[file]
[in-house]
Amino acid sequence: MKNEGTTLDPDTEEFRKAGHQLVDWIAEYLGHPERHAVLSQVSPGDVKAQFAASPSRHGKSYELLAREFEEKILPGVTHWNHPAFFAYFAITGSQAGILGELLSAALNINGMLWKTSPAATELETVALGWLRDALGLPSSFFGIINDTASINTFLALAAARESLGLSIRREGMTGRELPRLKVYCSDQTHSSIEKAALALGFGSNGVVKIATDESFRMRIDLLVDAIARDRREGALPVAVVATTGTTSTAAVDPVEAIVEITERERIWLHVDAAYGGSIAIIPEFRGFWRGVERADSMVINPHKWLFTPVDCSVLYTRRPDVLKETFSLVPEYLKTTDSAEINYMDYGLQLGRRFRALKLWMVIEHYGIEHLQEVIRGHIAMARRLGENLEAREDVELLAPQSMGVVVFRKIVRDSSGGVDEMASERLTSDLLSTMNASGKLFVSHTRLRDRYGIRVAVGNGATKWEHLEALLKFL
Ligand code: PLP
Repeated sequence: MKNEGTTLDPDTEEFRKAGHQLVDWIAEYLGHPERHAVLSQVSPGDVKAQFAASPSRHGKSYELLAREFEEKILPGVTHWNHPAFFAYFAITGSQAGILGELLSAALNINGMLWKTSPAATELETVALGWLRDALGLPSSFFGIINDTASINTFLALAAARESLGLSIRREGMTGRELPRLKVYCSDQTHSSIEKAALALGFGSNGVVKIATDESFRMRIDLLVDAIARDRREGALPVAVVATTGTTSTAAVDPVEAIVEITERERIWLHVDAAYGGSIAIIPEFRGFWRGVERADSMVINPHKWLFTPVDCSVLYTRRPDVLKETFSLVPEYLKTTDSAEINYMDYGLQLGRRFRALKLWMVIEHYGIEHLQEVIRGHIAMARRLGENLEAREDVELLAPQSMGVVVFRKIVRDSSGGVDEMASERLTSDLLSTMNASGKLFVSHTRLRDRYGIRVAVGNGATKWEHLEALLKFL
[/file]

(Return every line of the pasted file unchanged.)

[in-house]
Amino acid sequence: MKNEGTTLDPDTEEFRKAGHQLVDWIAEYLGHPERHAVLSQVSPGDVKAQFAASPSRHGKSYELLAREFEEKILPGVTHWNHPAFFAYFAITGSQAGILGELLSAALNINGMLWKTSPAATELETVALGWLRDALGLPSSFFGIINDTASINTFLALAAARESLGLSIRREGMTGRELPRLKVYCSDQTHSSIEKAALALGFGSNGVVKIATDESFRMRIDLLVDAIARDRREGALPVAVVATTGTTSTAAVDPVEAIVEITERERIWLHVDAAYGGSIAIIPEFRGFWRGVERADSMVINPHKWLFTPVDCSVLYTRRPDVLKETFSLVPEYLKTTDSAEINYMDYGLQLGRRFRALKLWMVIEHYGIEHLQEVIRGHIAMARRLGENLEAREDVELLAPQSMGVVVFRKIVRDSSGGVDEMASERLTSDLLSTMNASGKLFVSHTRLRDRYGIRVAVGNGATKWEHLEALLKFL
Ligand code: PLP
Repeated sequence: MKNEGTTLDPDTEEFRKAGHQLVDWIAEYLGHPERHAVLSQVSPGDVKAQFAASPSRHGKSYELLAREFEEKILPGVTHWNHPAFFAYFAITGSQAGILGELLSAALNINGMLWKTSPAATELETVALGWLRDALGLPSSFFGIINDTASINTFLALAAARESLGLSIRREGMTGRELPRLKVYCSDQTHSSIEKAALALGFGSNGVVKIATDESFRMRIDLLVDAIARDRREGALPVAVVATTGTTSTAAVDPVEAIVEITERERIWLHVDAAYGGSIAIIPEFRGFWRGVERADSMVINPHKWLFTPVDCSVLYTRRPDVLKETFSLVPEYLKTTDSAEINYMDYGLQLGRRFRALKLWMVIEHYGIEHLQEVIRGHIAMARRLGENLEAREDVELLAPQSMGVVVFRKIVRDSSGGVDEMASERLTSDLLSTMNASGKLFVSHTRLRDRYGIRVAVGNGATKWEHLEALLKFL